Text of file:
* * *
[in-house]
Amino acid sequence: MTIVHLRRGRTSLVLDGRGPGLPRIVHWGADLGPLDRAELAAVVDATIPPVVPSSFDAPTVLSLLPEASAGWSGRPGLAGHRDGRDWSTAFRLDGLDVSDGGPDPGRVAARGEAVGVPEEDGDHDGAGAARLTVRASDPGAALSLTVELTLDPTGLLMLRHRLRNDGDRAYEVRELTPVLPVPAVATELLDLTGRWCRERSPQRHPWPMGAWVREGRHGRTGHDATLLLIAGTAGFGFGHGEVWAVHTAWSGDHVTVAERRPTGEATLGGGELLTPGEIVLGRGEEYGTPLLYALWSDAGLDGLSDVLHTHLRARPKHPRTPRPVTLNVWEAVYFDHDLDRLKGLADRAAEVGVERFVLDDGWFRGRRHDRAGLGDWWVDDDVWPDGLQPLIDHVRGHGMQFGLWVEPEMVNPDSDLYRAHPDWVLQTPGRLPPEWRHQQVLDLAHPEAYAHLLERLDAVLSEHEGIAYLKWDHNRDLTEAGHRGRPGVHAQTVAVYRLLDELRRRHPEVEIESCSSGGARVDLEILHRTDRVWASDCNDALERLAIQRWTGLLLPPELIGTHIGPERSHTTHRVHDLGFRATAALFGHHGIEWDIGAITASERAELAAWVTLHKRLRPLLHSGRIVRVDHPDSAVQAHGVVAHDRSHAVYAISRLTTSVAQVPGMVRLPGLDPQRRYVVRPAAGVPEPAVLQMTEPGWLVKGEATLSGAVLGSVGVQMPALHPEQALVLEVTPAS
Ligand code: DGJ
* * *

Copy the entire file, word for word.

[in-house]
Amino acid sequence: MTIVHLRRGRTSLVLDGRGPGLPRIVHWGADLGPLDRAELAAVVDATIPPVVPSSFDAPTVLSLLPEASAGWSGRPGLAGHRDGRDWSTAFRLDGLDVSDGGPDPGRVAARGEAVGVPEEDGDHDGAGAARLTVRASDPGAALSLTVELTLDPTGLLMLRHRLRNDGDRAYEVRELTPVLPVPAVATELLDLTGRWCRERSPQRHPWPMGAWVREGRHGRTGHDATLLLIAGTAGFGFGHGEVWAVHTAWSGDHVTVAERRPTGEATLGGGELLTPGEIVLGRGEEYGTPLLYALWSDAGLDGLSDVLHTHLRARPKHPRTPRPVTLNVWEAVYFDHDLDRLKGLADRAAEVGVERFVLDDGWFRGRRHDRAGLGDWWVDDDVWPDGLQPLIDHVRGHGMQFGLWVEPEMVNPDSDLYRAHPDWVLQTPGRLPPEWRHQQVLDLAHPEAYAHLLERLDAVLSEHEGIAYLKWDHNRDLTEAGHRGRPGVHAQTVAVYRLLDELRRRHPEVEIESCSSGGARVDLEILHRTDRVWASDCNDALERLAIQRWTGLLLPPELIGTHIGPERSHTTHRVHDLGFRATAALFGHHGIEWDIGAITASERAELAAWVTLHKRLRPLLHSGRIVRVDHPDSAVQAHGVVAHDRSHAVYAISRLTTSVAQVPGMVRLPGLDPQRRYVVRPAAGVPEPAVLQMTEPGWLVKGEATLSGAVLGSVGVQMPALHPEQALVLEVTPAS
Ligand code: DGJ